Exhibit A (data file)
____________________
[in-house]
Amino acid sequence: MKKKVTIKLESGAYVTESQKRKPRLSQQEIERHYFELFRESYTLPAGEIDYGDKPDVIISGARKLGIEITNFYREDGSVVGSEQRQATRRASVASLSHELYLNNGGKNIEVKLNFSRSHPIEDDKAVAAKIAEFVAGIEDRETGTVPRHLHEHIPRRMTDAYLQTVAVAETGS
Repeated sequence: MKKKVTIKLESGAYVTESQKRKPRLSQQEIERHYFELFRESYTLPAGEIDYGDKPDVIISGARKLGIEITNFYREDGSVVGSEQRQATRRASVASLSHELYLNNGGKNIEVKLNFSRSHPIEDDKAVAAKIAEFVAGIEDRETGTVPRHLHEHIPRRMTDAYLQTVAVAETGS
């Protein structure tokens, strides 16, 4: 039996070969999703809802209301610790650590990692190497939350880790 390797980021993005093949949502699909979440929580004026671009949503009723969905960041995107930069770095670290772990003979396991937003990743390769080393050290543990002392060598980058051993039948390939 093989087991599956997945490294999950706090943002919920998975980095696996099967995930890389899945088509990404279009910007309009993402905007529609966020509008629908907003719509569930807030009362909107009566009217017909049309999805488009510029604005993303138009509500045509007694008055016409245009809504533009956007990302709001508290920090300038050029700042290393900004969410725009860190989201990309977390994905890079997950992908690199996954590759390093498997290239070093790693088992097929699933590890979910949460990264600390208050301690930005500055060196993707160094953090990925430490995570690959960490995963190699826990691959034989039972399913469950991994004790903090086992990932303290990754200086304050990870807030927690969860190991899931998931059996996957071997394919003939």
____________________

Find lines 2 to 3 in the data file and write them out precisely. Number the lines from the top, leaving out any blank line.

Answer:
Amino acid sequence: MKKKVTIKLESGAYVTESQKRKPRLSQQEIERHYFELFRESYTLPAGEIDYGDKPDVIISGARKLGIEITNFYREDGSVVGSEQRQATRRASVASLSHELYLNNGGKNIEVKLNFSRSHPIEDDKAVAAKIAEFVAGIEDRETGTVPRHLHEHIPRRMTDAYLQTVAVAETGS
Repeated sequence: MKKKVTIKLESGAYVTESQKRKPRLSQQEIERHYFELFRESYTLPAGEIDYGDKPDVIISGARKLGIEITNFYREDGSVVGSEQRQATRRASVASLSHELYLNNGGKNIEVKLNFSRSHPIEDDKAVAAKIAEFVAGIEDRETGTVPRHLHEHIPRRMTDAYLQTVAVAETGS